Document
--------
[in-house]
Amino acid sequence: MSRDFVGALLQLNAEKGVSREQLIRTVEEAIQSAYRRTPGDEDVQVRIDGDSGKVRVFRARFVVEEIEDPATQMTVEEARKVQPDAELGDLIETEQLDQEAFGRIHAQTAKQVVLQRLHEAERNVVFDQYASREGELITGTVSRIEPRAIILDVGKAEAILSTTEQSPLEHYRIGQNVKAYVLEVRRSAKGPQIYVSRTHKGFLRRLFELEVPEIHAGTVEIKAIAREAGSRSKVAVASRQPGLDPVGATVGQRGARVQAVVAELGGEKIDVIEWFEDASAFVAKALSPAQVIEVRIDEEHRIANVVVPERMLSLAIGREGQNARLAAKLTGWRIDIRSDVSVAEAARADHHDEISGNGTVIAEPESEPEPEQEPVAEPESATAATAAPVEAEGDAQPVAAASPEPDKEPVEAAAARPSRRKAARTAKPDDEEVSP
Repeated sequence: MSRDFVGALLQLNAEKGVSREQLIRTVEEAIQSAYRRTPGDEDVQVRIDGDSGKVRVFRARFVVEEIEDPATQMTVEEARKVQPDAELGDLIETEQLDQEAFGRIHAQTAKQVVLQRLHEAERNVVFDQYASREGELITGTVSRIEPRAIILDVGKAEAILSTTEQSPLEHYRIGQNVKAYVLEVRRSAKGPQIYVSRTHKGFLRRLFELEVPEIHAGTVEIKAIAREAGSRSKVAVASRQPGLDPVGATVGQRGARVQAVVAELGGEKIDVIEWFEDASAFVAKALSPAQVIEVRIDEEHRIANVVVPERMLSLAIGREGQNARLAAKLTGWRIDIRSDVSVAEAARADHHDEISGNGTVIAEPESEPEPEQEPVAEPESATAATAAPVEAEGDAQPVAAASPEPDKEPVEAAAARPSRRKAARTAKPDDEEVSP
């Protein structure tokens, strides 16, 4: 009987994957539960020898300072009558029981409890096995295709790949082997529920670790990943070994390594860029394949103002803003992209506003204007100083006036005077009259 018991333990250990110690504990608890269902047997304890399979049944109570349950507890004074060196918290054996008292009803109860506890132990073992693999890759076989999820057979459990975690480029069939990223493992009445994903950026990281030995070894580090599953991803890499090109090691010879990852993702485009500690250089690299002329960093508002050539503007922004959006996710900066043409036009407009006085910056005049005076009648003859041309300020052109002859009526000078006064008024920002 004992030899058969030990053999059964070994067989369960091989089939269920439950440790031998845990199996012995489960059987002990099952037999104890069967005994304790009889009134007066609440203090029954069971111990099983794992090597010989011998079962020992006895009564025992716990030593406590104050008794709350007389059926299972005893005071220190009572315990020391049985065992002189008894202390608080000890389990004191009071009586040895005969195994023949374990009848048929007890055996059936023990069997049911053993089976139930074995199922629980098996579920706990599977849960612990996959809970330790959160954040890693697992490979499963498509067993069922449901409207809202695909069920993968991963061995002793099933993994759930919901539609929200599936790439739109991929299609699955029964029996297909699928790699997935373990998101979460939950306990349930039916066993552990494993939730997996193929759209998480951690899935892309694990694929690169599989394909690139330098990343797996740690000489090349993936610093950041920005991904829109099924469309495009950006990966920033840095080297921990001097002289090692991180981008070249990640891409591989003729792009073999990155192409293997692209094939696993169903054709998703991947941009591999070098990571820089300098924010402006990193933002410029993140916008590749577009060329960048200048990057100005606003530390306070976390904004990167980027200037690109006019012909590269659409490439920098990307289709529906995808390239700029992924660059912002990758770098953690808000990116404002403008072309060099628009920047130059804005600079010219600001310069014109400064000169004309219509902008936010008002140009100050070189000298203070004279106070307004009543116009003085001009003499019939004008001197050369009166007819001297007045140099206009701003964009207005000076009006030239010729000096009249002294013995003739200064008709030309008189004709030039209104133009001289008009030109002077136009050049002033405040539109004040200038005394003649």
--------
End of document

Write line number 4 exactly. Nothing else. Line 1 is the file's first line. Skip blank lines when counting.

């Protein structure tokens, strides 16, 4: 009987994957539960020898300072009558029981409890096995295709790949082997529920670790990943070994390594860029394949103002803003992209506003204007100083006036005077009259 018991333990250990110690504990608890269902047997304890399979049944109570349950507890004074060196918290054996008292009803109860506890132990073992693999890759076989999820057979459990975690480029069939990223493992009445994903950026990281030995070894580090599953991803890499090109090691010879990852993702485009500690250089690299002329960093508002050539503007922004959006996710900066043409036009407009006085910056005049005076009648003859041309300020052109002859009526000078006064008024920002 004992030899058969030990053999059964070994067989369960091989089939269920439950440790031998845990199996012995489960059987002990099952037999104890069967005994304790009889009134007066609440203090029954069971111990099983794992090597010989011998079962020992006895009564025992716990030593406590104050008794709350007389059926299972005893005071220190009572315990020391049985065992002189008894202390608080000890389990004191009071009586040895005969195994023949374990009848048929007890055996059936023990069997049911053993089976139930074995199922629980098996579920706990599977849960612990996959809970330790959160954040890693697992490979499963498509067993069922449901409207809202695909069920993968991963061995002793099933993994759930919901539609929200599936790439739109991929299609699955029964029996297909699928790699997935373990998101979460939950306990349930039916066993552990494993939730997996193929759209998480951690899935892309694990694929690169599989394909690139330098990343797996740690000489090349993936610093950041920005991904829109099924469309495009950006990966920033840095080297921990001097002289090692991180981008070249990640891409591989003729792009073999990155192409293997692209094939696993169903054709998703991947941009591999070098990571820089300098924010402006990193933002410029993140916008590749577009060329960048200048990057100005606003530390306070976390904004990167980027200037690109006019012909590269659409490439920098990307289709529906995808390239700029992924660059912002990758770098953690808000990116404002403008072309060099628009920047130059804005600079010219600001310069014109400064000169004309219509902008936010008002140009100050070189000298203070004279106070307004009543116009003085001009003499019939004008001197050369009166007819001297007045140099206009701003964009207005000076009006030239010729000096009249002294013995003739200064008709030309008189004709030039209104133009001289008009030109002077136009050049002033405040539109004040200038005394003649």